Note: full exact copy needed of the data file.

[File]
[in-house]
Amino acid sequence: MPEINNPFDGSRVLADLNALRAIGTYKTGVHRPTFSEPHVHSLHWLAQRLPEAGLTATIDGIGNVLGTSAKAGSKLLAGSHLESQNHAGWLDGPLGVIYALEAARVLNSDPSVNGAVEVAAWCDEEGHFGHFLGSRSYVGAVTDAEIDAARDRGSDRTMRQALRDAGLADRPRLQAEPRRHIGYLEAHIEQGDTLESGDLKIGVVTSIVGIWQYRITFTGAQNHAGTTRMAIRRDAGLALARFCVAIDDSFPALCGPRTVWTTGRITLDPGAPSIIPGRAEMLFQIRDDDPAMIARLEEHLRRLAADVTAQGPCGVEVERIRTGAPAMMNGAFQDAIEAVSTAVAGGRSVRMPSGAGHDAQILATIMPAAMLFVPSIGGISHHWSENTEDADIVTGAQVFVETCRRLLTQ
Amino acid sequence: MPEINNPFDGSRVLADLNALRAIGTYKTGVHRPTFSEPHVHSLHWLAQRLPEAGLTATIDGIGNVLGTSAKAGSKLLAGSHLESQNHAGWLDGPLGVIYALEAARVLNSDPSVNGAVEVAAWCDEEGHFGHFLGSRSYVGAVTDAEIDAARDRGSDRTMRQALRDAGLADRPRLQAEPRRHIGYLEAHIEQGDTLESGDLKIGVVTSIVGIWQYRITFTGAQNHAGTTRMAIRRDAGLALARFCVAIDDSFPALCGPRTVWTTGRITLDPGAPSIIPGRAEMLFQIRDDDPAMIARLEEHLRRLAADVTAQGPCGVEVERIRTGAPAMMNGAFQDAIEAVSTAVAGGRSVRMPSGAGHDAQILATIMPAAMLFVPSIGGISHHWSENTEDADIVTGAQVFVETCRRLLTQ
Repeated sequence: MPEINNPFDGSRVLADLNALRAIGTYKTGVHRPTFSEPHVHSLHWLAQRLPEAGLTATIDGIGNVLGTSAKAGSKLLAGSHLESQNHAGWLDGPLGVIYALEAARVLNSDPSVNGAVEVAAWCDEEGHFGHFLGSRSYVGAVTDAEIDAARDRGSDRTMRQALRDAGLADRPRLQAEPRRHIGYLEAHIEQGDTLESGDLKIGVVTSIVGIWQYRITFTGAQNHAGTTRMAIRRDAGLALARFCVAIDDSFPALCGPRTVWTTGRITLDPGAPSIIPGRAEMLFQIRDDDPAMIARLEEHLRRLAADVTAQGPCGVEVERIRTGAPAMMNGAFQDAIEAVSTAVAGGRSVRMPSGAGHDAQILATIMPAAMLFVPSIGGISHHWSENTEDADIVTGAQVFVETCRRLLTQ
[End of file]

[in-house]
Amino acid sequence: MPEINNPFDGSRVLADLNALRAIGTYKTGVHRPTFSEPHVHSLHWLAQRLPEAGLTATIDGIGNVLGTSAKAGSKLLAGSHLESQNHAGWLDGPLGVIYALEAARVLNSDPSVNGAVEVAAWCDEEGHFGHFLGSRSYVGAVTDAEIDAARDRGSDRTMRQALRDAGLADRPRLQAEPRRHIGYLEAHIEQGDTLESGDLKIGVVTSIVGIWQYRITFTGAQNHAGTTRMAIRRDAGLALARFCVAIDDSFPALCGPRTVWTTGRITLDPGAPSIIPGRAEMLFQIRDDDPAMIARLEEHLRRLAADVTAQGPCGVEVERIRTGAPAMMNGAFQDAIEAVSTAVAGGRSVRMPSGAGHDAQILATIMPAAMLFVPSIGGISHHWSENTEDADIVTGAQVFVETCRRLLTQ
Amino acid sequence: MPEINNPFDGSRVLADLNALRAIGTYKTGVHRPTFSEPHVHSLHWLAQRLPEAGLTATIDGIGNVLGTSAKAGSKLLAGSHLESQNHAGWLDGPLGVIYALEAARVLNSDPSVNGAVEVAAWCDEEGHFGHFLGSRSYVGAVTDAEIDAARDRGSDRTMRQALRDAGLADRPRLQAEPRRHIGYLEAHIEQGDTLESGDLKIGVVTSIVGIWQYRITFTGAQNHAGTTRMAIRRDAGLALARFCVAIDDSFPALCGPRTVWTTGRITLDPGAPSIIPGRAEMLFQIRDDDPAMIARLEEHLRRLAADVTAQGPCGVEVERIRTGAPAMMNGAFQDAIEAVSTAVAGGRSVRMPSGAGHDAQILATIMPAAMLFVPSIGGISHHWSENTEDADIVTGAQVFVETCRRLLTQ
Repeated sequence: MPEINNPFDGSRVLADLNALRAIGTYKTGVHRPTFSEPHVHSLHWLAQRLPEAGLTATIDGIGNVLGTSAKAGSKLLAGSHLESQNHAGWLDGPLGVIYALEAARVLNSDPSVNGAVEVAAWCDEEGHFGHFLGSRSYVGAVTDAEIDAARDRGSDRTMRQALRDAGLADRPRLQAEPRRHIGYLEAHIEQGDTLESGDLKIGVVTSIVGIWQYRITFTGAQNHAGTTRMAIRRDAGLALARFCVAIDDSFPALCGPRTVWTTGRITLDPGAPSIIPGRAEMLFQIRDDDPAMIARLEEHLRRLAADVTAQGPCGVEVERIRTGAPAMMNGAFQDAIEAVSTAVAGGRSVRMPSGAGHDAQILATIMPAAMLFVPSIGGISHHWSENTEDADIVTGAQVFVETCRRLLTQ